Alzheimer's disease: Counselling and support
Being diagnosed with Alzheimer's disease can be a shock, and many people find counselling is useful in coming to terms with the condition and living with Alzheimer's disease.
Where do I start?
Ask your doctor to refer you to a professional with expertise in mental health. This person will assess your situation to determine if there is cause for concern, diagnose the problem, and determine the best treatment. Specialists trained in mental health care include family therapists, social workers, psychologists, psychiatrists, and other professionals.
During the initial interview, you will be asked to describe why you want counselling, any symptoms you have (emotional, mental, and physical), and your medical history. You may be given a question-and-answer survey.
What happens after the assessment?
Once you complete the assessment, a treatment plan will be devised. At this time, you and your counsellor can discuss:
- The best type of counselling.
- The best place for counselling (counsellor's clinic, outpatient clinic, hospital, residential treatment centre).
- Who will be included in your treatment (you alone, family members, others with similar problems).
- How often you should go to counselling.
- How long counselling may last.
- Any medications that may be needed.
What are the different types of counselling?
The following list briefly describes common types of counselling. These can be used together or alone, depending on the treatment plan.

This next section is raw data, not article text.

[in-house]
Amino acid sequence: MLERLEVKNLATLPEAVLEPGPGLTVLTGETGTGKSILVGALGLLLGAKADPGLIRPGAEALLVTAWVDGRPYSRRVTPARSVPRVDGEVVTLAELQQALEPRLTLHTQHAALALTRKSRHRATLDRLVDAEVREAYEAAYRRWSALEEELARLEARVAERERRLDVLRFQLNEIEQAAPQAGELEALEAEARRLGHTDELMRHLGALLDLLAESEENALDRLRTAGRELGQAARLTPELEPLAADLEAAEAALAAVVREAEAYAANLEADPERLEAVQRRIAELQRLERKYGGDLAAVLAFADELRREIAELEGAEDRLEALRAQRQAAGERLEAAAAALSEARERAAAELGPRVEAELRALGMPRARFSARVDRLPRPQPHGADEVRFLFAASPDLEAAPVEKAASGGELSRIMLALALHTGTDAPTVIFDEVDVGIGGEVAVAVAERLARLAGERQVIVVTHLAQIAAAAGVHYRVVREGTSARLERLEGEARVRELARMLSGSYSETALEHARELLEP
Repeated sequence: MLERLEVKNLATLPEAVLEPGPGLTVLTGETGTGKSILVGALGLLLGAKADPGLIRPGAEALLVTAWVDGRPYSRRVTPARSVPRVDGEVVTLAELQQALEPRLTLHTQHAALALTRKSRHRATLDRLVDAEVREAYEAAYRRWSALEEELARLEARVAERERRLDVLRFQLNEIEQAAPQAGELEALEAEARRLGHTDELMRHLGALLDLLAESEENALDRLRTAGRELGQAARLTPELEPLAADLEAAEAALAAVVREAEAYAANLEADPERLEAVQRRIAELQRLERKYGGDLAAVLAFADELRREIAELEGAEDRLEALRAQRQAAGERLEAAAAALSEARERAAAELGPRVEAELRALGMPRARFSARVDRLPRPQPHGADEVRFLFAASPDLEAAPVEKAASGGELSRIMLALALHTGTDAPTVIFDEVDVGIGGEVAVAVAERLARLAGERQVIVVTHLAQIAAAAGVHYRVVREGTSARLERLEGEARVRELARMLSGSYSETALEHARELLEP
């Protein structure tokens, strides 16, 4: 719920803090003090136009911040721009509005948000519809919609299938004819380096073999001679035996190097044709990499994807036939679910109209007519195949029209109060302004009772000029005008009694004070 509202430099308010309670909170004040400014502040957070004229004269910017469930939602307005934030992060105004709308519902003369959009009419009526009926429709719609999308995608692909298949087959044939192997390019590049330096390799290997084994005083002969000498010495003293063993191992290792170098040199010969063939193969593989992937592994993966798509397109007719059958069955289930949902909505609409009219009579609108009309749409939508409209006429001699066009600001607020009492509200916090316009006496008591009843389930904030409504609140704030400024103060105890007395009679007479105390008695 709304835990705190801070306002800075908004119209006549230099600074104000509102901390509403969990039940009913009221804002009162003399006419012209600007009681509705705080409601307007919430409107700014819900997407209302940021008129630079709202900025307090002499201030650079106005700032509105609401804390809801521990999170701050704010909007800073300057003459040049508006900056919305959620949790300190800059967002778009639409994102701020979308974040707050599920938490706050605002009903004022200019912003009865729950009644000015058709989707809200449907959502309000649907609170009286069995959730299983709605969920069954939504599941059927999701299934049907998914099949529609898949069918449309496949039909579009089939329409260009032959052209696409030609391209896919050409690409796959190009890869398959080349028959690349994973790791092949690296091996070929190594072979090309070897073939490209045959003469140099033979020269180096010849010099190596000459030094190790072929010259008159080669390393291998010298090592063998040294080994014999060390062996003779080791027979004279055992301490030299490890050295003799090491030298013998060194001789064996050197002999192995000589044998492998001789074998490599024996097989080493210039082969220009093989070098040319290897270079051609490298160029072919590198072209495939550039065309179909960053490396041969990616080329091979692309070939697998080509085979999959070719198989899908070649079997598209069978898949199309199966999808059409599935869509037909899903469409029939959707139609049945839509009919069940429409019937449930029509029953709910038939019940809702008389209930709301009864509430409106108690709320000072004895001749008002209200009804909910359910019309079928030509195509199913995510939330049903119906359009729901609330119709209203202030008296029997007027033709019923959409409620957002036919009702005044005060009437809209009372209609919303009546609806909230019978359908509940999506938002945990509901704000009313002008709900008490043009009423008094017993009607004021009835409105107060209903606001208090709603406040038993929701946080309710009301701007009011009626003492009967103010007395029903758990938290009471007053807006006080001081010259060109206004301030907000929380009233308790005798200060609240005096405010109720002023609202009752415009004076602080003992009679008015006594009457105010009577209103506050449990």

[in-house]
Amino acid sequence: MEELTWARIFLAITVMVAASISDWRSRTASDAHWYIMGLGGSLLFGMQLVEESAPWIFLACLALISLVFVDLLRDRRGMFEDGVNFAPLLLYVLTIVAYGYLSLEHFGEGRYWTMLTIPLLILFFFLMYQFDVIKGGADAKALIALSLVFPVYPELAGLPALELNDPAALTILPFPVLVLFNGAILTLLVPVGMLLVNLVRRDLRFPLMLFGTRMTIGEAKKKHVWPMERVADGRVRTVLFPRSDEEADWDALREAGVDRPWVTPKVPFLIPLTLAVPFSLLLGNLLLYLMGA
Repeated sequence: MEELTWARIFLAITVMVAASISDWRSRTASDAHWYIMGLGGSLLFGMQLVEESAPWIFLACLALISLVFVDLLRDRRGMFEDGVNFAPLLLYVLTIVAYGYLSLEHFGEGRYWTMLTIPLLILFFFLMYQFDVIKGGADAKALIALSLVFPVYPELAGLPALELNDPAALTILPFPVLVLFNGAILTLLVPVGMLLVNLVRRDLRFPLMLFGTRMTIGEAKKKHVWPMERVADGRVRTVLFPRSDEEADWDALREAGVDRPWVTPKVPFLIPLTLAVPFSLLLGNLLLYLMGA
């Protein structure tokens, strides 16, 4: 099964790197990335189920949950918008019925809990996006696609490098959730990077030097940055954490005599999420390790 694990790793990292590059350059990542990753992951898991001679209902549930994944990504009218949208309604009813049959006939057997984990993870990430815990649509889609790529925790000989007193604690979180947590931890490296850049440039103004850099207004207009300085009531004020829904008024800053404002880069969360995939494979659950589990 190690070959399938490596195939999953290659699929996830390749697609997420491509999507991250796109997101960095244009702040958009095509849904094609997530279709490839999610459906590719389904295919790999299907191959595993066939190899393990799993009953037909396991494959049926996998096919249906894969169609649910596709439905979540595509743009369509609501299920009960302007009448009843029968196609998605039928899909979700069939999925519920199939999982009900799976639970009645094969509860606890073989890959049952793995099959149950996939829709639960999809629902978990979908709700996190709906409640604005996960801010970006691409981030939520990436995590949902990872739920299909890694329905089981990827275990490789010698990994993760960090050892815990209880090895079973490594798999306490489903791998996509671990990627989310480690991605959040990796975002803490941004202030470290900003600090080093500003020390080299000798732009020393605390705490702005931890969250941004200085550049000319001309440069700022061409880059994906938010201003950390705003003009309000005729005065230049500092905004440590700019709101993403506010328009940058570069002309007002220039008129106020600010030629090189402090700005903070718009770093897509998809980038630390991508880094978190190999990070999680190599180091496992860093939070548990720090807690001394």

Crisis intervention counselling. In cases of emergency (such as initial despair over diagnosis), the counsellor will help you get through the crisis and refer you for further counselling or medical care, if needed.
Individual counselling. You meet one-on-one with the counsellor. Counselling often takes place in the privacy of the counsellor's office. If you are experiencing depression, anxiety, or grief in dealing with your Alzheimer's disease, this may be appropriate.
Family therapy. A diagnosis of Alzheimer's disease can affect the entire family. If you are the primary provider in the home, there can be financial strain. If you are a homemaker, there may need to be adjustments in the distribution of housework and other tasks. These everyday strains combined with the emotional effects of dealing with a long-term illness have an enormous effect on the family as a whole. Family therapy can help family members resolve issues collectively. It can also help them adopt ways to help other family members cope better. Family members can learn how certain actions and ways of communicating can worsen problems. With help, new and improved ways of communicating can be explored and practised.
Self-help and support groups. These include a network of people with similar problems. These groups usually meet regularly without a therapist or counsellor. There are support groups for people with Alzheimer's disease and also for their families and carers.